The First Letter of St. John
Early Christian tradition identified this work as a letter of John the apostle. Because of its resemblance to the fourth gospel in style, vocabulary, and ideas, it is generally agreed that both works are the product of the same school of Johannine Christianity. The terminology and the presence or absence of certain theological ideas in 1 John suggest that it was written after the gospel; it may have been composed as a short treatise on ideas that were developed more fully in the fourth gospel. To others, the evidence suggests that 1 John was written after the fourth gospel as part of a debate on the proper interpretation of that gospel. Whatever its relation to the gospel, 1 John may be dated toward the end of the first century. Unlike 2 and 3 John, it lacks in form the salutation and epistolary conclusion of a letter. These features, its prologue, and its emphasis on doctrinal teaching make it more akin to a theological treatise than to most other New Testament letters.
Excerpts from First John:
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The First Letter of St. John:
The Word of Life
God is Light.
[1:1–4] There is a striking parallel to the prologue of the gospel of John (Jn 1:1–18), but the emphasis here is not on the preexistent Word but rather on the apostles’ witness to the incarnation of life by their experience of the historical Jesus. He is the Word of life (1 Jn 1:1; cf. Jn 1:4), the eternal life that was with the Father and was made visible (1 Jn 1:2; cf. Jn 1:14), and was heard, seen, looked upon, and touched by the apostles. The purpose of their teaching is to share that life, called fellowship…with the Father and with his Son, Jesus Christ, with those who receive their witness (1 Jn 1:3; Jn 1:14, 16).
[1:5–7] Light is to be understood here as truth and goodness; darkness here is error and depravity (cf. Jn 3:19–21; 17:17; Eph 5:8). To walk in light or darkness is to live according to truth or error, not merely intellectual but moral as well. Fellowship with God and with one another consists in a life according to the truth as found in God and in Christ.
[1:8–10] Denial of the condition of sin is self-deception and even contradictory of divine revelation; there is also the continual possibility of sin’s recurrence. Forgiveness and deliverance from sin through Christ are assured through acknowledgment of them and repentance.
Christ and His Commandments.
The New Commandment.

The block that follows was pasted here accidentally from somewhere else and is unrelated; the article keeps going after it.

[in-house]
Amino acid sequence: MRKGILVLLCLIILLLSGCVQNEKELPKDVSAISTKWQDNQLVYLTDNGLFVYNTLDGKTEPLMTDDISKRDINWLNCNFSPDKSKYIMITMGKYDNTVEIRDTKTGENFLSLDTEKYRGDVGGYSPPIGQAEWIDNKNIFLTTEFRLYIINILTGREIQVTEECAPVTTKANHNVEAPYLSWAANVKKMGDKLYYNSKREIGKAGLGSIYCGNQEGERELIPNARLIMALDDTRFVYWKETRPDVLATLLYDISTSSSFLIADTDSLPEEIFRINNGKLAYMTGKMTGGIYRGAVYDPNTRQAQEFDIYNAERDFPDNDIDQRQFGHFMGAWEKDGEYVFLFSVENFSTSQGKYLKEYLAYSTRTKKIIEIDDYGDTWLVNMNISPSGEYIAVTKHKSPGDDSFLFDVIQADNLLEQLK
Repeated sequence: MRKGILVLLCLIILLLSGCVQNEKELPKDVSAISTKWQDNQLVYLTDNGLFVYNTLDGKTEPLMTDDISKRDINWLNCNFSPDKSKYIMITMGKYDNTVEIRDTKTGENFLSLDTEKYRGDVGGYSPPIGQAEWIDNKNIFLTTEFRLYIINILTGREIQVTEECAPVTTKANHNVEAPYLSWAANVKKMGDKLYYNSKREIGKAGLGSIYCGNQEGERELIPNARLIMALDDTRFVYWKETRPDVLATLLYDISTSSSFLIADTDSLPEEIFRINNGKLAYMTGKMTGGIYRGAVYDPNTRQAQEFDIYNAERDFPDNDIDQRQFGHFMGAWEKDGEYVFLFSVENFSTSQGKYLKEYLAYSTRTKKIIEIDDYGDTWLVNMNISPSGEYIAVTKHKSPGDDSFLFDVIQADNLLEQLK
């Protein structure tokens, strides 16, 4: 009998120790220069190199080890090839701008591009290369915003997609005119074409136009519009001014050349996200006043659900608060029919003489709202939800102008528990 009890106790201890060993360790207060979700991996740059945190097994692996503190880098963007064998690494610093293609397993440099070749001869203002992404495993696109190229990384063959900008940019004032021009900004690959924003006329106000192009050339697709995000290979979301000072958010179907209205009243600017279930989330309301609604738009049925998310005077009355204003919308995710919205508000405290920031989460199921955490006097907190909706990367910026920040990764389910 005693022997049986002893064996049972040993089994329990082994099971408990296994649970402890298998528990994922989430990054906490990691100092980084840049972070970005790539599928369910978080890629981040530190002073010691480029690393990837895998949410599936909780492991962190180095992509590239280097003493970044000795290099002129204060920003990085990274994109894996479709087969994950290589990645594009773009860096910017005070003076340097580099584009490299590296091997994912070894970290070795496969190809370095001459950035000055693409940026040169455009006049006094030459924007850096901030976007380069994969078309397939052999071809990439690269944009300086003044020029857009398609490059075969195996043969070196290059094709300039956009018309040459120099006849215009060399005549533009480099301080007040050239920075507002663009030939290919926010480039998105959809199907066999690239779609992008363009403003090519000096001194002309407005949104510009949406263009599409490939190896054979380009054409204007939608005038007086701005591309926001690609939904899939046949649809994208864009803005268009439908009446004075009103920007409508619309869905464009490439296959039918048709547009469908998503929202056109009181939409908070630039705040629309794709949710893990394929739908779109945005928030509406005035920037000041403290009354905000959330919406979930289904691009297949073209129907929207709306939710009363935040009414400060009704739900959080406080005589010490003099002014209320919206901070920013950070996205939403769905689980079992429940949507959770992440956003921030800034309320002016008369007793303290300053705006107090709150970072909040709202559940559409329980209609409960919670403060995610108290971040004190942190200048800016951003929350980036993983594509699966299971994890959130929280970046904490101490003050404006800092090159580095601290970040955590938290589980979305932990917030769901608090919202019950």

Members of the Community.
Life from God’s Anointing.
Children of God.
- [2:3–6] The way we may be sure: to those who claim, “I have known Christ and therefore I know him,” our author insists on not mere intellectual knowledge but obedience to God’s commandments in a life conformed to the example of Christ; this confirms our knowledge of him and is the love of God…perfected. Disparity between moral life and the commandments proves improper belief.
- [2:18] It is the last hour: literally, “a last hour,” the period between the death and resurrection of Christ and his second coming. The antichrist: opponent or adversary of Christ; the term appears only in 1 John–2 John, but “pseudochrists” (translated “false messiahs”) in Mt 24:24 and Mk 13:22, and Paul’s “lawless one” in 2 Thes 2:3, are similar figures. Many antichrists: Matthew, Mark, and Revelation seem to indicate a collectivity of persons, here related to the false teachers.
[2:22–23] Certain gnostics denied that the earthly Jesus was the Christ; to deny knowledge of the Son is to deny the Father, since only through the Son has God been fully revealed (Jn 1:18; 14:8–9).
[2:24] Continuity with the apostolic witness as proclaimed in the prologue is the safeguard of right belief.
Confidence before God.
* [3:4] Lawlessness: a reference to the activity of the antichrist, so it is expressed as hostility toward God and a rejection of Christ. The author goes on to contrast the states of sin and righteousness. Christians do not escape sin but realize that when they sin they cease to have fellowship with God. Virtue and sin distinguish the children of God from the children of the devil.
[3:9] A habitual sinner is a child of the devil, while a child of God, who by definition is in fellowship with God, cannot sin. Seed: Christ or the Spirit who shares the nature of God with the Christian.
[3:11–18] Love, even to the point of self-sacrifice, is the point of the commandment. The story of Cain and Abel (1 Jn 3:12–15; Gn 4:1–16) presents the rivalry of two brothers, in a contrast of evil and righteousness, where envy led to murder. For Christians, proof of deliverance is love toward others, after the example of Christ. This includes concrete acts of charity, out of our material abundance.
Testing the Spirits.
God’s Love and Christian Life.
[4:1–6] Deception is possible in spiritual phenomena and may be tested by its relation to Christian doctrine (cf. 1 Cor 12:3): those who fail to acknowledge Jesus Christ in the flesh are false prophets and belong to the antichrist. Even though these false prophets are well received in the world, the Christian who belongs to God has a greater power in the truth.
[4:3] Does not acknowledge Jesus: some ancient manuscripts add “Christ” and/or “to have come in the flesh” (cf. 1 Jn 4:2), and others read “every spirit that annuls (or severs) Jesus.”
Faith is Victory over the World.
Prayer for Sinners.
- [5:6–12] Water and blood (1 Jn 5:6) refers to Christ’s baptism (Mt 3:16–17) and to the shedding of his blood on the cross (Jn 19:34). The Spirit was present at the baptism (Mt 3:16; Mk 1:10; Lk 3:22; Jn 1:32, 34). The testimony to Christ as the Son of God is confirmed by divine witness (1 Jn 5:7–9), greater by far than the two legally required human witnesses (Dt 17:6).
- [5:13–21] As children of God we have confidence in prayer because of our intimate relationship with him (1 Jn 5:14–15). In love, we pray (1 Jn 5:16–17) for those who are in sin, but not in deadly sin (literally, “sin unto death”).